This is getting to be a maddeningly familiar story: Plaintiffs file a lawsuit; the federal government intervenes, asserting the state secrets privilege; a judge promptly rolls over, granting a motion to dismiss without looking at the evidence. This case of the five "extraordinary rendition" victims seeking redress against a Boeing subsidiary for flight services provided to the CIA (Mohamed v. Jeppesen Dataplan, Inc.) is only the latest. Before the defendant filed an answer, before discovery began or anyone presented evidence, a federal district judge ruled that "proceeding with this case would jeopardize national security and foreign relations." Even though the CIA's rendition program was hardly a black box, the judge thought "the issues involved are non-justiciable because the very subject matter of the case is a state secret."
This time, at least, effective objections are being raised against such an abject abdication of judicial responsibility. The ACLU (lead counsel for the plaintiffs) has filed a comprehensive appeal to the 9th Circuit, and the Brennan Center on July 10 weighed in with a compelling amicus brief. Much is at stake in their arguments. The executive branch's overbroad claim of privilege, coupled with the judiciary's reflexive deference, endanger not only the plaintiffs' rights, but also the critical balance of powers envisioned by this country's founders.
That balance has been under threat ever since the U.S. Supreme Court formally recognized the state secrets privilege in the landmark 1953 case US v. Reynolds. In that case, three widows sued the government when their husbands, civilian engineers, died in the crash of a U.S. Air Force B-29. During discovery, the government refused to hand over the Air Force accident report—refused even to let the trial judge see it for an in camera inspection. Both the trial judge and an appellate panel eloquently insisted that the government had no unilateral right to decide what it could withhold—"The Government of the United States is one of checks and balances," wrote U.S. Circuit Judge Albert Maris, in an opinion still read by law students today. "One of the principal checks is furnished by the independent judiciary which the Government established."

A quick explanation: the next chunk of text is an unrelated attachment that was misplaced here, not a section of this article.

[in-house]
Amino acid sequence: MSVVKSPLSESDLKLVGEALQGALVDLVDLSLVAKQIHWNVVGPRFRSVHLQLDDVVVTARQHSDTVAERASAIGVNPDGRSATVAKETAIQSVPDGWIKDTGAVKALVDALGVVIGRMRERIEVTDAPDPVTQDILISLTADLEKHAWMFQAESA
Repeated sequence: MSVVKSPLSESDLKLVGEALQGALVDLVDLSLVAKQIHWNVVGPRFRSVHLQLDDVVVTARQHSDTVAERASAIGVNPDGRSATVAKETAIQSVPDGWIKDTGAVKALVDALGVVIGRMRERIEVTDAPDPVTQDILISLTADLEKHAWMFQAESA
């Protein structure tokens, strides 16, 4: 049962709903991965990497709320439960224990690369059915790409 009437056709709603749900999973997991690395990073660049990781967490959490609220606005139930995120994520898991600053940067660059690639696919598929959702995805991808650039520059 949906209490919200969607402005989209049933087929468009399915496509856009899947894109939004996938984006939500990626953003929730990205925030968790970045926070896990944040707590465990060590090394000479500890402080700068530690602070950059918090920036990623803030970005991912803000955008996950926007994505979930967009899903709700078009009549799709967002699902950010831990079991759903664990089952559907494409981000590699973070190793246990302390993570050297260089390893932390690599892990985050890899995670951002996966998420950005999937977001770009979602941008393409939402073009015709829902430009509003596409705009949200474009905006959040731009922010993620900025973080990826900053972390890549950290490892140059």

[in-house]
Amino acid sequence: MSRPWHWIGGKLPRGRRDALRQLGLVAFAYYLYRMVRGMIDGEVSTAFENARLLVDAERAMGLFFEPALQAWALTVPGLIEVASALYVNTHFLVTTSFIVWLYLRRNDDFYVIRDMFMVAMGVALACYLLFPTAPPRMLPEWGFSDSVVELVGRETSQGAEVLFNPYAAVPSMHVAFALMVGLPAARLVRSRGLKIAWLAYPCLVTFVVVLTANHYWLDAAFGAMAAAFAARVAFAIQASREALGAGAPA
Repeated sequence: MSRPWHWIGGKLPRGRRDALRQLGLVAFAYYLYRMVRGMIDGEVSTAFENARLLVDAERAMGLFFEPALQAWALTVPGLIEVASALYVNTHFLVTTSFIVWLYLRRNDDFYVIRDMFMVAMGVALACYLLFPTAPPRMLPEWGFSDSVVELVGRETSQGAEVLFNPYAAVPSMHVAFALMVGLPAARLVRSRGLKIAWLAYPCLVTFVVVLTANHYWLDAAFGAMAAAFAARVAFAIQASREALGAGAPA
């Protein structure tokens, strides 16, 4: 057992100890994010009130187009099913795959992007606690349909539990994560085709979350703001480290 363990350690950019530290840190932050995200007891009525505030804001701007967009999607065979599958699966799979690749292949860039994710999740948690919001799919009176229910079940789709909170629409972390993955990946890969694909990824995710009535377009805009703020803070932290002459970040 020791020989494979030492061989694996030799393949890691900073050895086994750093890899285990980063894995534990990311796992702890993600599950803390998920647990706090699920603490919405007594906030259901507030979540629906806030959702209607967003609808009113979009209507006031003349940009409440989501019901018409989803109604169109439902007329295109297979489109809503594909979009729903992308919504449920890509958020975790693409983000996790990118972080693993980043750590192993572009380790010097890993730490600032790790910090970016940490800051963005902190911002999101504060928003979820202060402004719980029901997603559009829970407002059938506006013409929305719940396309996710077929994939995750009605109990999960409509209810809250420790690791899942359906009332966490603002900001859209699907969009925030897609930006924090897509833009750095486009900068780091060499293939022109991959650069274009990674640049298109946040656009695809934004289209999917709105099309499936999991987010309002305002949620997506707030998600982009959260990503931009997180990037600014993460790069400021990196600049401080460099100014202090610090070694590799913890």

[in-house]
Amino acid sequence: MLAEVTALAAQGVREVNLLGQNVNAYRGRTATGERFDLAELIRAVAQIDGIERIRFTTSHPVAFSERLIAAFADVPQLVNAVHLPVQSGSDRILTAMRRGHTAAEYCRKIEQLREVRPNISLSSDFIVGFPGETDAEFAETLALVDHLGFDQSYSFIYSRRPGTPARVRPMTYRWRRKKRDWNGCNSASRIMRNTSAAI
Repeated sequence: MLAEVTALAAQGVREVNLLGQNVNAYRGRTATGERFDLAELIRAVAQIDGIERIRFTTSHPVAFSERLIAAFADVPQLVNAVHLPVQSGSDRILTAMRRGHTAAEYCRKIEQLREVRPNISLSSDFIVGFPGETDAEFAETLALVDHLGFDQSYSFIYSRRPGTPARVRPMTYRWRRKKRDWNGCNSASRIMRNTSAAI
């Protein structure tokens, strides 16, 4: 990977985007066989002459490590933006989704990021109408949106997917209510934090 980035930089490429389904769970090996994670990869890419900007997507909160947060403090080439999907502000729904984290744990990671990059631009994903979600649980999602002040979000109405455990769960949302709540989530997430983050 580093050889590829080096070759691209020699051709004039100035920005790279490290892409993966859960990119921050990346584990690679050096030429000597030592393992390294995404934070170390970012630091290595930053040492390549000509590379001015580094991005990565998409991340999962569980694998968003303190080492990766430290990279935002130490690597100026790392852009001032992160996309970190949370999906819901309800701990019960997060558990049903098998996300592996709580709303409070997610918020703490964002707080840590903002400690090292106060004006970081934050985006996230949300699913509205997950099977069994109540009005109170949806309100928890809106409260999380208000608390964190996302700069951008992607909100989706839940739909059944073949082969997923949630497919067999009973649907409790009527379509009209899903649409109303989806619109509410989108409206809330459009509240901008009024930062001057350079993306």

The Supreme Court, alas, reversed Maris, in a decision that over the past half century increasingly has allowed the Executive Branch unbridled powers. The wording of Reynolds did not itself grant those powers—reaching imperfectly for balance, Reynolds said judges should only grant state secrets claims if the government could prove that a "reasonable danger" to national security existed. But the application of Reynolds has evolved in recent decades, to a point where judges now almost automatically grant the government's claims without even looking at the underlying documents. Just as Judge Maris feared, the government's desire to protect military secrets has started to look a good deal like the impulse to cover up mistakes, avoid embarrassment and gain insulation from liability.
Judges should not let the government use the state secrets privilege as an absolute shield. They should at least examine the evidence and decide independently what qualifies as a threat to national security. If the justices had done so in the Reynolds case, they would have seen that the disputed accident report (finally declassified in 1996) contained not state secrets but rather a stark chronicle of military negligence.We may finally be seeing an end to this retreat of the judiciary. A handful of district judges have resisted government state secrets claims in the NSA eavesdropping cases, and an appellate panel, after looking at the underlying documents, last month concluded there was no basis to have labeled fruit peddler Huzaifa Parhat an enemy combatant, or to have detained him at Guantanamo Bay for the last six years. The 9th Circuit should continue this pattern now in Mohamed v. Jeppesen Dataplan, Inc. The judges should let this case go forward. The judiciary should not abdicate its critical role in our system of checks and balances.